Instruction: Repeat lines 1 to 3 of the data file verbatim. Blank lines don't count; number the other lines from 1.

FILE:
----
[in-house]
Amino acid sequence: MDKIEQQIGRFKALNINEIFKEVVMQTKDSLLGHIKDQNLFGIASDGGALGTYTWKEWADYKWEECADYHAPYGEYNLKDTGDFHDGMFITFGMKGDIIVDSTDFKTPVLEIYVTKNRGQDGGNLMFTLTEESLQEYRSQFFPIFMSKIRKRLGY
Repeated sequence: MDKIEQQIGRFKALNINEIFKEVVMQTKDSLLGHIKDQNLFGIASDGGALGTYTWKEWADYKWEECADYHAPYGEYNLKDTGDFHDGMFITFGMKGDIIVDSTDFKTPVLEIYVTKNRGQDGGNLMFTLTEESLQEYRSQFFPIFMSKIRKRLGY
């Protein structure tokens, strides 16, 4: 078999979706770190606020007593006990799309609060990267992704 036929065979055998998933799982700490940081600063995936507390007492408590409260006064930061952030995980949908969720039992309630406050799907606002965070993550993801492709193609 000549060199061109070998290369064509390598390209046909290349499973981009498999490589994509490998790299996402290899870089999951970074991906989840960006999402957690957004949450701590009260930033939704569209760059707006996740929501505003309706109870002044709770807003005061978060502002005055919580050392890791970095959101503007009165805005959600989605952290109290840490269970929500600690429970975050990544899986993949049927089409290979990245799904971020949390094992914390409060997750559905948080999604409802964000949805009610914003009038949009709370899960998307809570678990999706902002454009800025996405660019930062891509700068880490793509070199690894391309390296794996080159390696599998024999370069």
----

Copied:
[in-house]
Amino acid sequence: MDKIEQQIGRFKALNINEIFKEVVMQTKDSLLGHIKDQNLFGIASDGGALGTYTWKEWADYKWEECADYHAPYGEYNLKDTGDFHDGMFITFGMKGDIIVDSTDFKTPVLEIYVTKNRGQDGGNLMFTLTEESLQEYRSQFFPIFMSKIRKRLGY
Repeated sequence: MDKIEQQIGRFKALNINEIFKEVVMQTKDSLLGHIKDQNLFGIASDGGALGTYTWKEWADYKWEECADYHAPYGEYNLKDTGDFHDGMFITFGMKGDIIVDSTDFKTPVLEIYVTKNRGQDGGNLMFTLTEESLQEYRSQFFPIFMSKIRKRLGY